Update: There is one more known complication. When using our preview-deployment of WebSockets with HTTPS and WSS protocols, you will face self-signed certificate. That is because this environment is only temporary to give you insight into upcoming features. Once we move the new routing layer to standard ports 80 and 443, i.e. we move WebSockets support into production, the certificates used will be signed and valid as they are with current deployment.

Current state

We are releasing a preview version of WebSockets support. This means our new routing layer will be available on specific ports for users that want to test and provide feedback on the functionality. Interested? Try it and let us know what was your experience!

How to access Preview WebSockets Support?

You will need to connect to specific ports, as the main routing layer is still Apache based and does not support WebSockets.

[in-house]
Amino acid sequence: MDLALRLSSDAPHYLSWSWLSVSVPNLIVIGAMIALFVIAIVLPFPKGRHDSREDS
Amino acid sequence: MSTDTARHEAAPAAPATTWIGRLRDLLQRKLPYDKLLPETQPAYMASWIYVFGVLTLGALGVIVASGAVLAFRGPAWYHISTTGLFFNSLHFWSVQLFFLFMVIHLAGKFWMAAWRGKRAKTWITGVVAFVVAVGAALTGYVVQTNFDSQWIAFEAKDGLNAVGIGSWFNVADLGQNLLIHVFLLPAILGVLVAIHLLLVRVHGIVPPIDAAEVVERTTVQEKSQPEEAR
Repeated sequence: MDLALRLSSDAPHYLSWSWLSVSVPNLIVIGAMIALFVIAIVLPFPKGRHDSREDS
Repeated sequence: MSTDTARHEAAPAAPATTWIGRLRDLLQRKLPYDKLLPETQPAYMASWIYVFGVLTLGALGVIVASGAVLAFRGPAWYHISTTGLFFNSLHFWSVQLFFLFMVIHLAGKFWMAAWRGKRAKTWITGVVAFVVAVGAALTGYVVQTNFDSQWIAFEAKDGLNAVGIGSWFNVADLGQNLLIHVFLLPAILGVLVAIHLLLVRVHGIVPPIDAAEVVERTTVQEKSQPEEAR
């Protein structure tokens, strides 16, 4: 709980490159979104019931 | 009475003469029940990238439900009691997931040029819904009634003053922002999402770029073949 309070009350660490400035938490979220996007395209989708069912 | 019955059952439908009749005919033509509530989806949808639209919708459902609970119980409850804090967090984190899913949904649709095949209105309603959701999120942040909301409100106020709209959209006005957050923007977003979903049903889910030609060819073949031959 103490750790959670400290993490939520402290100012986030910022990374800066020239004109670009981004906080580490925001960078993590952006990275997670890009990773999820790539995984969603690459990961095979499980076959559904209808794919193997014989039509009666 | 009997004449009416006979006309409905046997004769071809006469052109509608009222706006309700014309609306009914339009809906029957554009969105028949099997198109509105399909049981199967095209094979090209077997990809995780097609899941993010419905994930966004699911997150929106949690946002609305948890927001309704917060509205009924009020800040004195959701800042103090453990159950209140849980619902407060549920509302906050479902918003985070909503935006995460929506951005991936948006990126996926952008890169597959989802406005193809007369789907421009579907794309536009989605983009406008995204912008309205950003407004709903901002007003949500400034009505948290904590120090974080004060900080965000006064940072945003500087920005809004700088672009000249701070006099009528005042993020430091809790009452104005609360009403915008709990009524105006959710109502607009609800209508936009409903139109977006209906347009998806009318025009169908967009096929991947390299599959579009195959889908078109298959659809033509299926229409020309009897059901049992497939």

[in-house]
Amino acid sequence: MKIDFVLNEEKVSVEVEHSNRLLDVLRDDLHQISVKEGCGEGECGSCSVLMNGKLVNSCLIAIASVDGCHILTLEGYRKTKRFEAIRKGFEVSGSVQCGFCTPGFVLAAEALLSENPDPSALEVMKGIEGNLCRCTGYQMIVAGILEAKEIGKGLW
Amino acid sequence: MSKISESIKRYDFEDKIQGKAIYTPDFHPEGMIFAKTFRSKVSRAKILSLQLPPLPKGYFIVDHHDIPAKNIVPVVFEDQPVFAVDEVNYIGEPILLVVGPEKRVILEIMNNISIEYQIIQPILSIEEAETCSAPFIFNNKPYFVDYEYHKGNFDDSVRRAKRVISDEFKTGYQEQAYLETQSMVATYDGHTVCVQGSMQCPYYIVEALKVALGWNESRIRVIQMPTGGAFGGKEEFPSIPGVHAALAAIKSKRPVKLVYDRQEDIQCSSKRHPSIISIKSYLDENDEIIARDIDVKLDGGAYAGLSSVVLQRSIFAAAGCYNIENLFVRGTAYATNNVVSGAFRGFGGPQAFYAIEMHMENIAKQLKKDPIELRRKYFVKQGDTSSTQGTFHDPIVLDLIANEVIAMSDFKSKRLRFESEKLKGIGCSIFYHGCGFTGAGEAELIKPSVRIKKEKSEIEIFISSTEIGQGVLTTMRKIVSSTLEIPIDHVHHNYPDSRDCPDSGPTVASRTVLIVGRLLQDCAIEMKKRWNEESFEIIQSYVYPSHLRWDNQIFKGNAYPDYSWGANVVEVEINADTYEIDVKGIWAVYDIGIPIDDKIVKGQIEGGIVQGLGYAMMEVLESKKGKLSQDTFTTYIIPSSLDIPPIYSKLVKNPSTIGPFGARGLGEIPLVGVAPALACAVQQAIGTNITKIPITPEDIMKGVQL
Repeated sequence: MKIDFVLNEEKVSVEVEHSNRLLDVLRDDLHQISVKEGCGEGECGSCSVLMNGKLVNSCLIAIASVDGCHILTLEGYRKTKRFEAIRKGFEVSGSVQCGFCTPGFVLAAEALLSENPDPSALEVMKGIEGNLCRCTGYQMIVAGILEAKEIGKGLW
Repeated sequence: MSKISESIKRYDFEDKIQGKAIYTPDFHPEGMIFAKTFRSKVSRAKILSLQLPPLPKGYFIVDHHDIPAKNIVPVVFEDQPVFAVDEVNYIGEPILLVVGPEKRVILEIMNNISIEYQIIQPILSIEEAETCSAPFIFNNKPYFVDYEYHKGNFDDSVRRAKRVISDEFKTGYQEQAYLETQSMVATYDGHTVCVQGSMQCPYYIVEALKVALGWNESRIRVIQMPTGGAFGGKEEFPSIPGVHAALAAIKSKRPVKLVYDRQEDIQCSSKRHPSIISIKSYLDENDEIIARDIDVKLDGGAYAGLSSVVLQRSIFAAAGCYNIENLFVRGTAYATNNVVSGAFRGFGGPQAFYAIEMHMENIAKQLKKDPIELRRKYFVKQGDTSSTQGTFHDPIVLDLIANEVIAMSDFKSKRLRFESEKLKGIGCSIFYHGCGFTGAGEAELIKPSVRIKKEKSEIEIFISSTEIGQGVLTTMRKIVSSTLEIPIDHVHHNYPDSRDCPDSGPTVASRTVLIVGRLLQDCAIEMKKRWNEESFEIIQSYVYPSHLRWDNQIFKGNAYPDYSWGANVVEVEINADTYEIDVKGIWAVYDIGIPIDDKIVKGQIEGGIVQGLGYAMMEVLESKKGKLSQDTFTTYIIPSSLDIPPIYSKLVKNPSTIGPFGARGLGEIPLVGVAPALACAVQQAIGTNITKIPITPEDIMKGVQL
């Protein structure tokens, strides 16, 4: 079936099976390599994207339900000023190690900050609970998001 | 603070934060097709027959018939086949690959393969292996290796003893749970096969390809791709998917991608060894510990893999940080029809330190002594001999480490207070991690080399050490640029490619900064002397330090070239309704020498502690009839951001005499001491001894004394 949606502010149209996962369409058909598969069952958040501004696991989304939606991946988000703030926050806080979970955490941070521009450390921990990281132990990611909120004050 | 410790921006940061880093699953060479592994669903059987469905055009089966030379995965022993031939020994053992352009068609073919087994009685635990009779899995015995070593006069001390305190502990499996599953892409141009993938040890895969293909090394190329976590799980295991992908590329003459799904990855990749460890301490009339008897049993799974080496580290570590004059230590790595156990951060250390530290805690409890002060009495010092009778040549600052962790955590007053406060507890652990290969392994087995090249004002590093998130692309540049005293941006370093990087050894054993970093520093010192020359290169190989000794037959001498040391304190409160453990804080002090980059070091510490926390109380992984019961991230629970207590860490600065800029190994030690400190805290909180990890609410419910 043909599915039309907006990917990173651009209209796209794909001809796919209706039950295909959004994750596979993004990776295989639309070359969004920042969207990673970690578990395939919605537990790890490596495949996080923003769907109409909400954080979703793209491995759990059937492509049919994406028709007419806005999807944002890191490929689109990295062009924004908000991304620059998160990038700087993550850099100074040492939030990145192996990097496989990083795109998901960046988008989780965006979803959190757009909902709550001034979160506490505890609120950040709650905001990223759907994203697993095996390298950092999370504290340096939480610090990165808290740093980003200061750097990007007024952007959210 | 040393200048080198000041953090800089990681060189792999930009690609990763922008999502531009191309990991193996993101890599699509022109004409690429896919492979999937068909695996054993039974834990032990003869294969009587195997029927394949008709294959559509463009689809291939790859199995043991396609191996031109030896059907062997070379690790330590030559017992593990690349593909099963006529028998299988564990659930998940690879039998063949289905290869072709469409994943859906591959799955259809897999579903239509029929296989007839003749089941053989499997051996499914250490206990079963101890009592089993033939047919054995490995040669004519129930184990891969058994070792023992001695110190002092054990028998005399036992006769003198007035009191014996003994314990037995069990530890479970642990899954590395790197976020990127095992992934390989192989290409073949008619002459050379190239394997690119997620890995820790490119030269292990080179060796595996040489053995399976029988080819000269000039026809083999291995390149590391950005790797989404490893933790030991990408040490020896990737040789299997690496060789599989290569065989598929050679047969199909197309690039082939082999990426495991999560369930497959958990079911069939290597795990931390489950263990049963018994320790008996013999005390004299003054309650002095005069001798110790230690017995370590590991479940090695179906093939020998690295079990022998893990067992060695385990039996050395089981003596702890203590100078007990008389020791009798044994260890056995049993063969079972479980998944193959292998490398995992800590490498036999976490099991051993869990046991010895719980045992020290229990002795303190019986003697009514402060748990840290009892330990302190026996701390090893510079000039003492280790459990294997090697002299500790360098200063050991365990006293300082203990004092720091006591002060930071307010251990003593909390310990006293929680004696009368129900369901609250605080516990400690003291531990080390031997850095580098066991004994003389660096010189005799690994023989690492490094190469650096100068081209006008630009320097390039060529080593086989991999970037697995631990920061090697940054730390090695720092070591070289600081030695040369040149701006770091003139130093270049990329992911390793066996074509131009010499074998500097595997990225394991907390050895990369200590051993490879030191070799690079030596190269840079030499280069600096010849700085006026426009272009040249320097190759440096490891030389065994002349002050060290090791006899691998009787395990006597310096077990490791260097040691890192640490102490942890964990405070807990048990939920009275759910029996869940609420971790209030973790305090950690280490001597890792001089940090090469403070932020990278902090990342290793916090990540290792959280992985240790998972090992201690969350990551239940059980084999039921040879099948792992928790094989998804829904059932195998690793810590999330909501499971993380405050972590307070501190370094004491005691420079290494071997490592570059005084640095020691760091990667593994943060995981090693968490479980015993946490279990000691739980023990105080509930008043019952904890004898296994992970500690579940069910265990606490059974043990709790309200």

So, for plain WebSockets ws:// you will use port 8000 and for secured connections wss:// port 8443. Here’s an example:  <= your current HTTP URL <= WebSockets enables HTTP URL  <= your current HTTPs URL <= WebSockets enables HTTPs URL

WebSockets in HTML

Using WebSockets in your HTML code is very simple. The biggest challenge is making sure users have WebSocket enabled browsers which isn’t that big of a challenge since most modern browser support WebSockets according to Wikipedia.

All the latest browsers except Android browser support the latest specification (RFC 6455) of the WebSocket protocol.

So, how do you use it? Check this JavaScript snippet, which pictures the DOM API to use while implementing WebSockets enabled application.

<script language="javascript" type="text/javascript">
var websocket = new WebSocket("ws://");
websocket.onopen = function(event) {
  // The connection was opened
websocket.onclose = function(event) { 
  // The connection was closed
websocket.onmessage = function(event) {
  // New message arrived
  message =
websocket.onerror = function(event) { 
  // There was an error with your WebSocket

Sample application

No, I have not provided one. I want YOU to implement something cool. Maybe something we can feature in our new Application Gallery!

Set! Ready! Go!

To help you to get started, let’s see what you may use to implement your server backend.






What’s Next?